When there’s no water flowing into a washing machine, the problem could result from a faulty selector switch or water level switch. If the user can choose the temperature of the water for wash and rinse cycles, the selector switch is what tells the water inlet valve to open the hot and cold inlets and fill the machine. It’s possible to test if this switch is damaged or worn down by unplugging the washer and using its wiring schematic to test the terminals with a multimeter.

Similarly, newer models of washing machines have a sensor that tells them when the water gets to a certain level and forces the machine to stop filling. If the water level switch isn’t working, it could be wrongly telling the machine that the water is at too high a level to fill, even if no water is in the unit.

Both of these issues will require the help of an appliance repair specialist who can inspect the machine and bring the necessary parts and tools to repair it.

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Get free, no-commitment project estimates from repair services near you.

5. The timer or electronic controls could be malfunctioning. 

When the washing machine water is not filling, it may be necessary to check the machine’s timer or electronic controls. The timer and electronic controls are what signal the water inlet valve to open and let water in: specifically, the electrical contacts run by a cam assembly, which is powered by a timer motor. If any of these elements aren’t working correctly, the washing machine won’t receive the signal to fill up the basin with water.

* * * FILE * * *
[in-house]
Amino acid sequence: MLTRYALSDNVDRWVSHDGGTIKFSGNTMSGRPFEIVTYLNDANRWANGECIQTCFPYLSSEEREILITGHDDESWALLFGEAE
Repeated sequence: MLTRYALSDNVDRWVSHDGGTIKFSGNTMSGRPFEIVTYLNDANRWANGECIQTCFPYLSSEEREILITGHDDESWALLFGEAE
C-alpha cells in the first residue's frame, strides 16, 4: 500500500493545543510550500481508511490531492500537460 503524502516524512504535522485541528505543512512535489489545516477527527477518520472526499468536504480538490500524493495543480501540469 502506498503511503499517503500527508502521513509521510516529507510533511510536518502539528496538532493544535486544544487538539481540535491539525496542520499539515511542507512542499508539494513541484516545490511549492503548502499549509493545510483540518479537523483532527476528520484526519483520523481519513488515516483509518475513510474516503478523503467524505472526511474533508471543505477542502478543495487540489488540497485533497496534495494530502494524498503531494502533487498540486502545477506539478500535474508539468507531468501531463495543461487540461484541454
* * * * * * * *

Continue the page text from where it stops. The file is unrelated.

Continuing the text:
The user can unplug the washer, use the machine’s wiring schematic to the timer’s terminals, and check the terminals with a multimeter to test for continuity. If the washer’s electronic controls are at fault, a service technician will need to look at it. This isn’t a DIY fix since live voltage is involved.

An experienced appliance repair technician can diagnose and fix your washing machine’s problem. 

Turning to an appliance repair technician is the safest and easiest path when someone is wondering, “Why is my washer not filling up with water?” Appliance repair technicians know the ins and outs of every make and model of washing machine on the market and know how to fix a washing machine that’s not filling with water. In some cases, the technician may need to take apart certain pieces of the appliance, and they’ll have the tools and experience to put those pieces back together once the issue has been identified. This takes the time and stress of a DIY project off the owner’s plate. Plus, a professional’s work is often under warranty, so the owner can give them a call if issues arise after they’ve fixed the washing machine.

It might also be worthwhile to look into getting a policy from one of the best home warranty companies (such as American Home Shield or AFC Home Club). A policy can help alleviate the high cost of appliance repairs in the long term.